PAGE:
I apologize if this comes off as a rant, but I’ll admit that I’m irritated and fired up. I’m upset. Sometimes I wonder if I really should be on Facebook. People openly post about their lives and for the most part, my curious side loves to see what everyone is up to. This is especially true for friends and family that don’t live locally, I really love seeing their photos and getting their updates.
However, Facebook has a very real down side. As a teacher and a mentor, of course, I’m tuned into what my former students and now Facebook friends are saying. I wonder why they friend me and then openly post garbage on their pages. Is there no social conscience anymore? Don’t they feel the tiniest nudge of the Holy Spirit? I just don’t get it.
I have a hard time not wanting to respond when I see some of the things they say about boys, friends, movies, music… How should I respond when they treat men like meat openly on social networking for the whole world to see? I can seat across from them at church or out to lunch and they tell me how much they love Jesus. Normally, I’ll ask how their quiet time is going and what part of the Bible their reading. This leads to an explanation of how spotty their time with Jesus really is. They love Jesus at church, but do they really love Jesus with their whole heart? Does their love for Jesus lead to obedience? Does their love for Jesus lead to a set a part life? I’m not seeing it!
The worst part is I don’t want them to think I’m judging them. I don’t want them to think that I’m a hater who is out to get them. I want to keep the doors of communication open with them so they don’t push me away. How do I call them to higher standard without alienating them?
I honestly don’t think a mentor is doing their job if they just sit by and say nothing. However, I think there is something to be said about wanting to be mentored. I can’t make them listen to my voice. If they don’t want to hear what I have to say then they won’t listen. I’ll be tuned out. All I can do is share the truth in the most loving way I possibly can. The rest is up to them.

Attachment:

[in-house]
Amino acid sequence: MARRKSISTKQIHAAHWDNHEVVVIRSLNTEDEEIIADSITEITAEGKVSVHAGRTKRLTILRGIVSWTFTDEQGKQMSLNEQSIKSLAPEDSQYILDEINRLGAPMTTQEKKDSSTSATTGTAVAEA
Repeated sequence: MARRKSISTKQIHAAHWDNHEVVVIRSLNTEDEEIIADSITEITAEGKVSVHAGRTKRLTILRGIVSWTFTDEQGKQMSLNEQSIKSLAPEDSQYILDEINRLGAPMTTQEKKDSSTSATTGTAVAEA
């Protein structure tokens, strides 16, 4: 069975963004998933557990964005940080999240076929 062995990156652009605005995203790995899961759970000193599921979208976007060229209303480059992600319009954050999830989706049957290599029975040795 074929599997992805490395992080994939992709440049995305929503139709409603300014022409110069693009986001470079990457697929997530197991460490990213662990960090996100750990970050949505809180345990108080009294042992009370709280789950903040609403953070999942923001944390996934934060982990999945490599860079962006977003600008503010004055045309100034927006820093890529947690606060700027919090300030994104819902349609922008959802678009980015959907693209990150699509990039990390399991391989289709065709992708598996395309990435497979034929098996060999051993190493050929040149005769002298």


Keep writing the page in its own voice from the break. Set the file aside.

They have to want it for themselves. As much as I hope to impart Godly wisdom and character into their lives, I can’t think for them. I can’t be their conscience. I can only pray that they will listen when the Holy Spirit speaks. I pray that his voice become louder than the other influences and that they don’t tune him out. Only until they want it, will there be change in their lifestyle.
It’s so frustrating to me. I’ve poured a lot of time, energy and prayer into these ladies. I have taught them in my classroom and seen their love for the Lord at a young age. It hurts my heart to see them disconnect from faith and so blatantly settle for the trash that is out there. There is a disconnect for them when it comes to loving Jesus and actually living for him. When I was a teenager, I certainly wasn’t perfect, but I had standards! I had standards for the movies I watched, the music I listened to, the clothes that I wore, and the words that I said. I had standards for my purity and how I wanted to treat young men. I so desperately want these ladies to see the benefit of high standards, of living with a Godly purpose. But I am not in control. I also feel really old after ranting about “when I was a teenager”… Ugh, just give me a cane and call me outdated!
I pray that God gives me wisdom as I balance my own pain and hurt over the choices. I pray that I would have opportunities to encourage their faith and point them towards Jesus. I pray that I can accept that sometimes prayer is all I can do. It’s just hard. It really upset me and makes me mad.